Melanie Lamaga, The Evolution of Reptilian Handbags: and Other Stories
I had read difficulty reading this book, in the best way possible. Lamaga’s fiction, a dreamscape of shifting lands and towering, beanstalk people, uses fantastic images and superhuman characters to pierce her readers’ expectations. Her surreal, André Breton-ish prose revels in keeping readers constantly back-footed and surprised. Reading her short stories resembles that moment when, awakening abruptly from a semi-nightmare, your flesh doesn’t feel like your own.
Lamaga’s debut collection compiles ten stories, written over a decade and change, the longest running sixty pages, the shortest, three. She uses familiar settings in an unfamiliar way: an Iowa horse farm becomes an unlikely refuge against laser-guided war, for instance, or the act of stripping away flooring reveals the primordial soup beneath civilization. Many stories are less sequences of events, than puzzles whose solutions arise from their readers’ psyche.
Stories range from slice-of-life vignette, to apparent free association, to out-and-out fantasy. Lamaga doesn’t link stories by tone or content; but they do share one theme, transcendence. A desperate office worker’s trials become her zen koan, and she becomes a Buddha. A suburban teenager abjures so many trappings that she becomes gossamer, drifting away on a train’s wake. A banker steps off a pier into the waiting arms of nothingness.
Or characters resist transcendence when it’s offered. “Waking the Dreamer” features a rich sybarite’s obsession with a Sleeping Beauty. But when his infatuation awakens her, she reveals hidden wrath that eradicates mere human fixations. Our nameless narrator realizes that “The snake did not deceive Eve—Eve was the snake.” Except his description, when Beauty unveils her true nature, reflects a completely different figure from Paradise Lost.
In “The Seduction of Forgotten Things,” a disaffected daughter dyes her hair purple, wanders city streets at night, and discovers the beating urban heart her parents forgot. When she meets a half-savage drifter, they form a naturalist family together. But when sudden illness threatens their unborn child, her wild-man husband returns them to her genteel origins, where she discovers she’s maybe tamed him too well. She’s become his greatest burden.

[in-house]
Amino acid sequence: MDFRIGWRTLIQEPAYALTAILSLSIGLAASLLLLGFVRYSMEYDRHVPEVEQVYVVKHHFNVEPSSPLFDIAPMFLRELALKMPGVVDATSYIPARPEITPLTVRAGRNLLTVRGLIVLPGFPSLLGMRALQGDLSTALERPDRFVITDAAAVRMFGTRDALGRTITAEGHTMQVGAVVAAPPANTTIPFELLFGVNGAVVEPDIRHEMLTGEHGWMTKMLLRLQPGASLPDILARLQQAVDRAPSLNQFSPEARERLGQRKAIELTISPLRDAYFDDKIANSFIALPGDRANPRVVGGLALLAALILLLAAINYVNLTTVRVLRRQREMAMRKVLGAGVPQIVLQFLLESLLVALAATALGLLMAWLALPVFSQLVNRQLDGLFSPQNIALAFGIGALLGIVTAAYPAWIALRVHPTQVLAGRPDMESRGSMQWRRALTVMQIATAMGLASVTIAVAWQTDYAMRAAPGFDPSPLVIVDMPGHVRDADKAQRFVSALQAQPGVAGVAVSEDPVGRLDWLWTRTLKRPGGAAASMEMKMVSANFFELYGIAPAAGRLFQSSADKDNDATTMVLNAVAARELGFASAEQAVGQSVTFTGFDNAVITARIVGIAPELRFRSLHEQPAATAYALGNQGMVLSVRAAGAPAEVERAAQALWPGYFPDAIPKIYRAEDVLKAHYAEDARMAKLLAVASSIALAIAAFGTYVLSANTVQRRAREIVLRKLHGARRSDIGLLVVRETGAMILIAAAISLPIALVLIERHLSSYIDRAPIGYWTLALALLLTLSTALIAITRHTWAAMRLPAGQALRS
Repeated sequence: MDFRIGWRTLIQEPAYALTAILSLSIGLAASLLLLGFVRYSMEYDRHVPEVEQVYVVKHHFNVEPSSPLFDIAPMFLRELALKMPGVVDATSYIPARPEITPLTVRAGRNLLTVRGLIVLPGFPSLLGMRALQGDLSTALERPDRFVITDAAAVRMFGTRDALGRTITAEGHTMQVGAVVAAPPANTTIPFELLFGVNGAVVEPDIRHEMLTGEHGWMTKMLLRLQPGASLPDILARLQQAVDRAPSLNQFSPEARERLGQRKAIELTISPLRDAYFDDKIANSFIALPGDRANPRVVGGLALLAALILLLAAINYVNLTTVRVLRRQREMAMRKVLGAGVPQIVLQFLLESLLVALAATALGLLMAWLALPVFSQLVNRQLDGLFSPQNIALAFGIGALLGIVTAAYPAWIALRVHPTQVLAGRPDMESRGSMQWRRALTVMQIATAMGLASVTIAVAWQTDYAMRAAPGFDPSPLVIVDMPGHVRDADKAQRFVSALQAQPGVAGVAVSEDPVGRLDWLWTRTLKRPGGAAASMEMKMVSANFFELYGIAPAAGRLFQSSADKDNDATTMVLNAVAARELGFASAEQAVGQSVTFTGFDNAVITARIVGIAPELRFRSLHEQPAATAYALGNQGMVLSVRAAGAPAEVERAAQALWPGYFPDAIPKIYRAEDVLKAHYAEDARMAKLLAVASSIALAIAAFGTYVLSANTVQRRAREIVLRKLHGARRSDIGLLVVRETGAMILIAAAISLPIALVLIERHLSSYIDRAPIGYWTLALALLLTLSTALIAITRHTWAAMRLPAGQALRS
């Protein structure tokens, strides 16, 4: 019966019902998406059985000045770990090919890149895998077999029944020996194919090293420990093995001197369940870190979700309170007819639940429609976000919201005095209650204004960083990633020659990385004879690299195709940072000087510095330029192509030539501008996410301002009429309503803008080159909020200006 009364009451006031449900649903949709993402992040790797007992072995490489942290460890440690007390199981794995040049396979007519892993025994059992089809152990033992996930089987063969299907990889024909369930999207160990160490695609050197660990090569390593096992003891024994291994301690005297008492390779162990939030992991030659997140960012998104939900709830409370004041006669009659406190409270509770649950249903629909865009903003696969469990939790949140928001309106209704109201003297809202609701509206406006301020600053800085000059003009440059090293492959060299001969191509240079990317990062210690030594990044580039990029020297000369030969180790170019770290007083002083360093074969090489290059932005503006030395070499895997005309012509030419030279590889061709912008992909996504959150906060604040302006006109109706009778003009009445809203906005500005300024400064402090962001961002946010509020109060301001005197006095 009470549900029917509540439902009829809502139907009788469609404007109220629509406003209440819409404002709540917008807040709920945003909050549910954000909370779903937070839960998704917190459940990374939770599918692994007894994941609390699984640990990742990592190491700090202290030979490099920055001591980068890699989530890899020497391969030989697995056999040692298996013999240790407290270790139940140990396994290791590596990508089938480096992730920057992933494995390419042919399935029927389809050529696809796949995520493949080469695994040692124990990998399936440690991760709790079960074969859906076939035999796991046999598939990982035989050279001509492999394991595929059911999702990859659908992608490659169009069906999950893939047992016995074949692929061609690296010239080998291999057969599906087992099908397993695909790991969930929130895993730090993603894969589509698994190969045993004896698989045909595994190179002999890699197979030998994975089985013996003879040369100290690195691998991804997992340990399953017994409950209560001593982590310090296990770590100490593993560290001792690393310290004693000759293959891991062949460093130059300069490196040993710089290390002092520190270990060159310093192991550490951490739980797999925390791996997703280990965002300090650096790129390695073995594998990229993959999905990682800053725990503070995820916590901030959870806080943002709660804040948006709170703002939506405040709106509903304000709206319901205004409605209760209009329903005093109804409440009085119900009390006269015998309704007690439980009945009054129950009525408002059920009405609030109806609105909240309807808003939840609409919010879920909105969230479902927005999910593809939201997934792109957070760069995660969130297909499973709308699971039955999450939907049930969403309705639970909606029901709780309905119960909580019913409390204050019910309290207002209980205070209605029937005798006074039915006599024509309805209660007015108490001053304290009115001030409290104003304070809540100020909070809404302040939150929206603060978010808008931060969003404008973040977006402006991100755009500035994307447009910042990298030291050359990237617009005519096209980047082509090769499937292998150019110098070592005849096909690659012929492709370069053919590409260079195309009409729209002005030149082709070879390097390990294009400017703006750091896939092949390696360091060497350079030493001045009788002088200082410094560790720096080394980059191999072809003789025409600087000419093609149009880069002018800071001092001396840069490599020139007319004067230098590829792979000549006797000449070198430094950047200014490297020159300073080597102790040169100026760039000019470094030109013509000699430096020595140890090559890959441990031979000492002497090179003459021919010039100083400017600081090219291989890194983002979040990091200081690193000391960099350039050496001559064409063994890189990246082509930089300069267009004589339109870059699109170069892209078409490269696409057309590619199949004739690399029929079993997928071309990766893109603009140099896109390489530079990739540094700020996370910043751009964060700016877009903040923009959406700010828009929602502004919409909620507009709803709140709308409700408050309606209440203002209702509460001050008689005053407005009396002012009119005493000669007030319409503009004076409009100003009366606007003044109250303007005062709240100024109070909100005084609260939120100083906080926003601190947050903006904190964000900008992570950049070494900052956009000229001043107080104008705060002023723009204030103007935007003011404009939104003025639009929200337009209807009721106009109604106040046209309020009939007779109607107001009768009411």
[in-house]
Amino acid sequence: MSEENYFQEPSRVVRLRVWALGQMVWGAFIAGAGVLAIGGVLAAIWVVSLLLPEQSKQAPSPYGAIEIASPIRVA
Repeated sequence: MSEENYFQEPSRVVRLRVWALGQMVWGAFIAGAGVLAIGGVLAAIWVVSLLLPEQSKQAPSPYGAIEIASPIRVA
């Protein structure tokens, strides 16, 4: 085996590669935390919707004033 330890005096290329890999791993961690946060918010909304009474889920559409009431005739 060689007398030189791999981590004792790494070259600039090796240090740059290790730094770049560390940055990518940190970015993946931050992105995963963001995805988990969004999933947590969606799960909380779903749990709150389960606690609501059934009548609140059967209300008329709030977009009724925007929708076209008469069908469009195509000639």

The title story jumps, comic book-like, around a world where metaphor has died. When somebody falls into a trance, there’s a chance they’ll break some bones. When a tsunami of trash crests on society, people drown on plastics and fumes they previously, heedlessly discarded. All the monsters and predators of myth linger in a dark, twisting canyon, waiting for our metaphor-free dreams to awaken them to our new, literal world.
Human dreams often reveal our dissatisfaction at civilized stability. How often have your dreams involved savage nature invading our world? Like me, you’ve probably fled waves, literal waves, of refuse returning to reprimand our profligate ways. You’ve probably wandered rain-slick streets where fishboys leap, glistening, from sewer grates. Lamaga billboards these dreams, these pre-human visions of savage, invasive nature, letting us bask in her radiant glow of terrified familiarity.
Probably most difficult for me, “Mr. Happy the Sharpshooter” spotlights an experience I share with many men. Young Frank Happy’s autocratic father used words and fists to expunge anything he considered “weak” (read here “feminine”) from his gentle, open-hearted son. Imaginative and playful, yet eager to please Dad, Frank tears himself in twain, the hardened, buck-hunting Korean War veteran everyone sees, and the sad-eyed artist behind the mirror.
Except, for Frank, this cleft isn’t metaphorical. Shuffling through life, broken-souled and desperate for approval, he discovers very late that there’s another Frank Happy, a top-rated children’s TV host. Everything our Frank lost, that Frank gained. Whenever fate flipped a coin, that other Frank won. Dad loved that other Frank, just for being Frank. So our Frank grabs a sniper rifle and goes hunting the life he should’ve had.
Lamaga’s storytelling—sometimes tender, sometimes brutal, always humane—eschews the limitations of reason and wakefulness, plunging us into the visceral ordeals everybody shares nightly. Replacing sentiment with sense, told in a range of languid, unhurried voices, she creates a hypnotic sub-reality into which we don’t climb, but fall. We drift in her stories like a slow-moving river, like an afternoon nap, like a womb.
When you begin reading, do me one favor: disregard the back-cover synopsis. Its one-sentence descriptions of selected stories don’t accurately reflect the stories, misleading readers to seek the wrong cues. Lamaga’s stories resist brief distillation. Like the dreams she channels, Lamaga’s stories deserve our full immersion, experiencing them as they unfold in full horror and grandeur. They eat you whole, and afterward, you thank them for it.